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By Helen

I'm a Registered Legal Executive at CS Law

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General Estate Information

Some general information from our Estates Team

Did you know . . .  

  •  An Enduring Power of Attorney ceases/is revoked on the death of the Donor.
  • If you die without leaving a Will, it can be a very costly process to administer your Estate. It is important that you have a current Will.
  • If you own assets over $15,000.00 (eg. house, bank account, term deposit, life policy, kiwisaver) it is necessary to obtain a Grant of Probate from the High Court in order to administer the asset/s.
  • Probate when filed in the High Court generally takes 3 or 4 weeks to be granted. Once sealed by the High Court this becomes the authority for the executor/s of the Estate to deal with the assets of the Estate.
  • If you own a property or a bank account jointly with, for example, your spouse or partner, it will automatically pass to them as survivor in your passing.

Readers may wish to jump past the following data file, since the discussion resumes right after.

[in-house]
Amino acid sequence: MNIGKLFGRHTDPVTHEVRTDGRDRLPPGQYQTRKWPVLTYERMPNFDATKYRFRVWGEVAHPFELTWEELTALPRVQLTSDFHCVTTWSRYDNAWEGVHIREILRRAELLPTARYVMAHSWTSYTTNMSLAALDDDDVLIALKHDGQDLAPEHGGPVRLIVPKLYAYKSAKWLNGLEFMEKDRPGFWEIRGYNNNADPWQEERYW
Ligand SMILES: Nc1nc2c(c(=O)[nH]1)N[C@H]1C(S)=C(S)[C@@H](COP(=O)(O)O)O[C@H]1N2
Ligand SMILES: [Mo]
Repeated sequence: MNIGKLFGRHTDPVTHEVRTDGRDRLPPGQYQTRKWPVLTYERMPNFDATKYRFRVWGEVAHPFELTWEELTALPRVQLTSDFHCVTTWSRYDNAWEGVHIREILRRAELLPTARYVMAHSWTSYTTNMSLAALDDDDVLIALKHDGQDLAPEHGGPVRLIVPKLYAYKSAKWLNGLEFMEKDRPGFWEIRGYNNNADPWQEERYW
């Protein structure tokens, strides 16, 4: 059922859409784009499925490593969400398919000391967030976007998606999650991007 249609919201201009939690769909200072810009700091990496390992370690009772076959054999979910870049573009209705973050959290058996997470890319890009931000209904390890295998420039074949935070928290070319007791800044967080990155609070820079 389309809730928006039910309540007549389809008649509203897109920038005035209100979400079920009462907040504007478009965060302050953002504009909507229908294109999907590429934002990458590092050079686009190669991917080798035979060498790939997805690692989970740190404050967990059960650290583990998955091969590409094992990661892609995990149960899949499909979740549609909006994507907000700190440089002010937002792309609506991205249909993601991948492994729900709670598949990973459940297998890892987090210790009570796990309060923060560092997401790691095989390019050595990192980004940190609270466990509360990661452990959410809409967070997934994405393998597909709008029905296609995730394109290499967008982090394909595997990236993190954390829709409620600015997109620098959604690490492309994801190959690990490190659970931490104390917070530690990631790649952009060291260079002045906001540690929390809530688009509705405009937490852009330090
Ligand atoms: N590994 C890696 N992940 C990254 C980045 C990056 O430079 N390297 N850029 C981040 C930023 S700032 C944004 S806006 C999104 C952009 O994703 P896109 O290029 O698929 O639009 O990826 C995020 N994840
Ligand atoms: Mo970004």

• If you have your funds in a Bank account with another person (eg. son, daughter, sister, brother) and on your death you intended that these funds be shared between all your children, under current law the bank account will pass automatically to the other person and not form part of your Estate. Holding your funds this way is sometimes suggested by Banks so as to make it easier for the other person to have access to the funds on your behalf to pay your bills if you are unable to do so.  It can however causes problems following your death as the other person is entitled to retain the funds as their own and not use for estate expenses.
  • If an Estate owns a property it is a requirement to obtain an IRD number for the Estate and further, if an Estate earns over $200.00 of income in any one tax year it is necessary to file an Estate tax return. Often it is also beneficial to the Estate to file a final lifetime tax return for the deceased.
  • Decisions of executors must be unanimous. If executors cannot agree they would need to take independent legal advice.
  • On advising the deceased’s Bank of their passing, the Bank automatically cancel all direct debits and automatic payments loaded against the bank account. Other arrangements would need to be made for payment of rates and insurance premiums